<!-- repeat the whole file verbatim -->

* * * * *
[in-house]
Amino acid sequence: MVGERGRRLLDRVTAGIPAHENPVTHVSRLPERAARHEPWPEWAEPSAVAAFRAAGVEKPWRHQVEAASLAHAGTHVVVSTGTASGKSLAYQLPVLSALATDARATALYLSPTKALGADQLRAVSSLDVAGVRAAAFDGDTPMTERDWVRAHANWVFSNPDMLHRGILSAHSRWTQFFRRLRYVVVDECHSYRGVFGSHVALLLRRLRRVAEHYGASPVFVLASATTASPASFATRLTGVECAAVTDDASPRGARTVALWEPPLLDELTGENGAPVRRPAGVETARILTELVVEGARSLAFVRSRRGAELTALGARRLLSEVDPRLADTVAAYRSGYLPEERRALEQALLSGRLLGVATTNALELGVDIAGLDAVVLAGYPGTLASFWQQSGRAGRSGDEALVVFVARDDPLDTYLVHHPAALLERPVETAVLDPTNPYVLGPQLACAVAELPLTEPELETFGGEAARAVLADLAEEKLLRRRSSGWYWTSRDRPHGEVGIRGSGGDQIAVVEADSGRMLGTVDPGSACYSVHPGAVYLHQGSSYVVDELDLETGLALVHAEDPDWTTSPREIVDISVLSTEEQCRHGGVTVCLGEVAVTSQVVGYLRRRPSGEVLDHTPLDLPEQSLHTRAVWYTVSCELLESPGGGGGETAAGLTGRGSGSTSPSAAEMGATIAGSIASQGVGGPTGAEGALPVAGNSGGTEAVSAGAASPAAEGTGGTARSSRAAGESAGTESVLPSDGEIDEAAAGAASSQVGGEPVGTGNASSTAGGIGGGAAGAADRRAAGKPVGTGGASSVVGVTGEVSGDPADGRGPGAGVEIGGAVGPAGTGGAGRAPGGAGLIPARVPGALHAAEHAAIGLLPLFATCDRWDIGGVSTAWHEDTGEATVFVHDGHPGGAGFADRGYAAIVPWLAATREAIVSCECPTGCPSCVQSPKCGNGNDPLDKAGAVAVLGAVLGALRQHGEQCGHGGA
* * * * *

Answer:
[in-house]
Amino acid sequence: MVGERGRRLLDRVTAGIPAHENPVTHVSRLPERAARHEPWPEWAEPSAVAAFRAAGVEKPWRHQVEAASLAHAGTHVVVSTGTASGKSLAYQLPVLSALATDARATALYLSPTKALGADQLRAVSSLDVAGVRAAAFDGDTPMTERDWVRAHANWVFSNPDMLHRGILSAHSRWTQFFRRLRYVVVDECHSYRGVFGSHVALLLRRLRRVAEHYGASPVFVLASATTASPASFATRLTGVECAAVTDDASPRGARTVALWEPPLLDELTGENGAPVRRPAGVETARILTELVVEGARSLAFVRSRRGAELTALGARRLLSEVDPRLADTVAAYRSGYLPEERRALEQALLSGRLLGVATTNALELGVDIAGLDAVVLAGYPGTLASFWQQSGRAGRSGDEALVVFVARDDPLDTYLVHHPAALLERPVETAVLDPTNPYVLGPQLACAVAELPLTEPELETFGGEAARAVLADLAEEKLLRRRSSGWYWTSRDRPHGEVGIRGSGGDQIAVVEADSGRMLGTVDPGSACYSVHPGAVYLHQGSSYVVDELDLETGLALVHAEDPDWTTSPREIVDISVLSTEEQCRHGGVTVCLGEVAVTSQVVGYLRRRPSGEVLDHTPLDLPEQSLHTRAVWYTVSCELLESPGGGGGETAAGLTGRGSGSTSPSAAEMGATIAGSIASQGVGGPTGAEGALPVAGNSGGTEAVSAGAASPAAEGTGGTARSSRAAGESAGTESVLPSDGEIDEAAAGAASSQVGGEPVGTGNASSTAGGIGGGAAGAADRRAAGKPVGTGGASSVVGVTGEVSGDPADGRGPGAGVEIGGAVGPAGTGGAGRAPGGAGLIPARVPGALHAAEHAAIGLLPLFATCDRWDIGGVSTAWHEDTGEATVFVHDGHPGGAGFADRGYAAIVPWLAATREAIVSCECPTGCPSCVQSPKCGNGNDPLDKAGAVAVLGAVLGALRQHGEQCGHGGA